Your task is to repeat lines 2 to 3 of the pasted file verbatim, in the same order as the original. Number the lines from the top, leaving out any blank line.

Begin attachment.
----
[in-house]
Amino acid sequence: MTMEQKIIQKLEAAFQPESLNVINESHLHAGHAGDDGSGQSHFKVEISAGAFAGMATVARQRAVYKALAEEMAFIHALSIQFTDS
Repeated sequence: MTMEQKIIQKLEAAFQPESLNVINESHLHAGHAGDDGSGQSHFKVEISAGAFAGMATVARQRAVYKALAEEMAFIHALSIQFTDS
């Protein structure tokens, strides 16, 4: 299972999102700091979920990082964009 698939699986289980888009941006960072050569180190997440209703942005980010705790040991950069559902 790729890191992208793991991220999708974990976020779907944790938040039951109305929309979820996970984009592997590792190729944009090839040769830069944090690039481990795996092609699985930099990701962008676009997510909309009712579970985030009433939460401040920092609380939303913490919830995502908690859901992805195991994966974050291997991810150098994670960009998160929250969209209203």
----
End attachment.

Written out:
Amino acid sequence: MTMEQKIIQKLEAAFQPESLNVINESHLHAGHAGDDGSGQSHFKVEISAGAFAGMATVARQRAVYKALAEEMAFIHALSIQFTDS
Repeated sequence: MTMEQKIIQKLEAAFQPESLNVINESHLHAGHAGDDGSGQSHFKVEISAGAFAGMATVARQRAVYKALAEEMAFIHALSIQFTDS